‘Proteins hold key to healthy babies’

“Eating for two” is a common way women look at nourishment all through pregnancy. Now a study published in the American Journal of Clinical Nutrition shows that a diet with relatively more protein is needed during the second and third trimesters of pregnancy for the growth and development of the baby.

To accurately estimate the daily protein requirement in pregnant Indian women, a whole-body potassium counting instrument was built at St. John’s Research Institute in Bengaluru, with financial support from the Centre’s Department of Biotechnology.

This facility was used to arrive at estimates of protein requirements in 38 urban, well-nourished, middle class Indian pregnant women, who had normal pregnancies and delivered babies of an average birth weight of three kg.

Month by month

For a gestational weight gain of 10 kg, pregnant Indian women should eat an additional 7.6 grams and 17.6 grams of protein per day during the second (3 – 6 months) and third trimester (6-9 months) respectively, the researchers found.

Rebecca Kuriyan Raj, head of the division of nutrition at St. John’s Research Institute, who is the lead author of the study, said that in conjunction with the energy requirement during the same periods of pregnancy (about an additional 350 kCal/day), it is clear that the extra food that a pregnant woman must eat should be high quality, in terms of its protein content such as milk and milk products, dals, rice and dal blends, eggs, fish and meat.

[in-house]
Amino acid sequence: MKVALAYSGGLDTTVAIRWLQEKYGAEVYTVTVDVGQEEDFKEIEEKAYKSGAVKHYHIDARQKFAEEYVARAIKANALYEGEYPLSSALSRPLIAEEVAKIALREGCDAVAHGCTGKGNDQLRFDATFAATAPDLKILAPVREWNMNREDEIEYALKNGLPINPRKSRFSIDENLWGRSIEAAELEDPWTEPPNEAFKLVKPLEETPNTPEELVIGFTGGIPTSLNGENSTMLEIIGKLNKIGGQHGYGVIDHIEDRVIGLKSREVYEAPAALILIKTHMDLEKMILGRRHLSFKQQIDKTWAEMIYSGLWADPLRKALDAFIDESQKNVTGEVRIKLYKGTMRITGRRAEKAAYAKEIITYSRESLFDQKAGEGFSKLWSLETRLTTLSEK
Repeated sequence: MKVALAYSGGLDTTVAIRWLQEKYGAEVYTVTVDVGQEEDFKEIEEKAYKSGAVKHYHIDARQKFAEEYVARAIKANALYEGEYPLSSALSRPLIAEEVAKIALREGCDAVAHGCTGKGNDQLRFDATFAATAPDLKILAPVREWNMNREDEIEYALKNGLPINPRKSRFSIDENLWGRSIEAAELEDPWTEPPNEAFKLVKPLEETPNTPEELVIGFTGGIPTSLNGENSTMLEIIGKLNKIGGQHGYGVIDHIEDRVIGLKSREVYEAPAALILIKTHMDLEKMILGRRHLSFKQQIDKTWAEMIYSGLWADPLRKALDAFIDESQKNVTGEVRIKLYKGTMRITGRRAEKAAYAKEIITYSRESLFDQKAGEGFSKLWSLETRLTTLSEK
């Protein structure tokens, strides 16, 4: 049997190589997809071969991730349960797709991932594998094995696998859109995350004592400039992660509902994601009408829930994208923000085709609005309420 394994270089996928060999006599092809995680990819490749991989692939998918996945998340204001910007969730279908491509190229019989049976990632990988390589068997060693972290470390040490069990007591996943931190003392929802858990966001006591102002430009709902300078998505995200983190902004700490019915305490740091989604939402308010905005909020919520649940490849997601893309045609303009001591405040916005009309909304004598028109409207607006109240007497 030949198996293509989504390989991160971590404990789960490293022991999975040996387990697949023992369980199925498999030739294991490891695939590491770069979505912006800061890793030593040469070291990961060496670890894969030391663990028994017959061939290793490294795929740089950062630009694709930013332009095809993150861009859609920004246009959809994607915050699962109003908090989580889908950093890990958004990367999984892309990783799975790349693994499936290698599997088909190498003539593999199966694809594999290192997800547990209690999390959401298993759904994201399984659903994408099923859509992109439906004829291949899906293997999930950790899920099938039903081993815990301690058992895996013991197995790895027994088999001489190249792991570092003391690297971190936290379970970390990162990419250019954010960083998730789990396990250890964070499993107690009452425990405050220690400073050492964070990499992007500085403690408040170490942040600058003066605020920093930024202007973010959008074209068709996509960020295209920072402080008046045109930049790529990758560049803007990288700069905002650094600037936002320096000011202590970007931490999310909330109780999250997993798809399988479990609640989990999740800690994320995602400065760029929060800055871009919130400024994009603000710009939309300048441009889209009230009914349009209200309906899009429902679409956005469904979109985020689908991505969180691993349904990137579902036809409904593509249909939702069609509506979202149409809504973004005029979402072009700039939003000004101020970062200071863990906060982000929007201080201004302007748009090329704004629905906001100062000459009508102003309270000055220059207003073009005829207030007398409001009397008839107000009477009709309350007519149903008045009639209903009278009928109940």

“It is important to meet these additional protein requirements during pregnancy directly from the diet, rather than to use high protein supplements, except in special situations where the diet is not able to meet the requirements for protein,” Prof. Raj said.

The Centre’s Integrated Child Development Services (ICDS) Scheme provides supplementary nutrition services for children (6 months – 6 years) and pregnant and lactating women.

As a part of the service, food supplements of 600 calories and 18-20 grams of protein/day are provided in the form of micro nutrient fortified food and/or take home ration to the pregnant women.

“The amount of 600 calories provided may, however, be high for some women and if the pregnant woman does not eat the entire amount allotted to her, it is likely that her protein intake may not be adequate and those requirements will not be met,” Prof. Raj said.

“Rather than focussing on large amounts of cereals and calories, it is important to include combinations of high protein foods such as milk, dal and egg in the meals provided to the pregnant women. This can be considered for future programmes,” she added.


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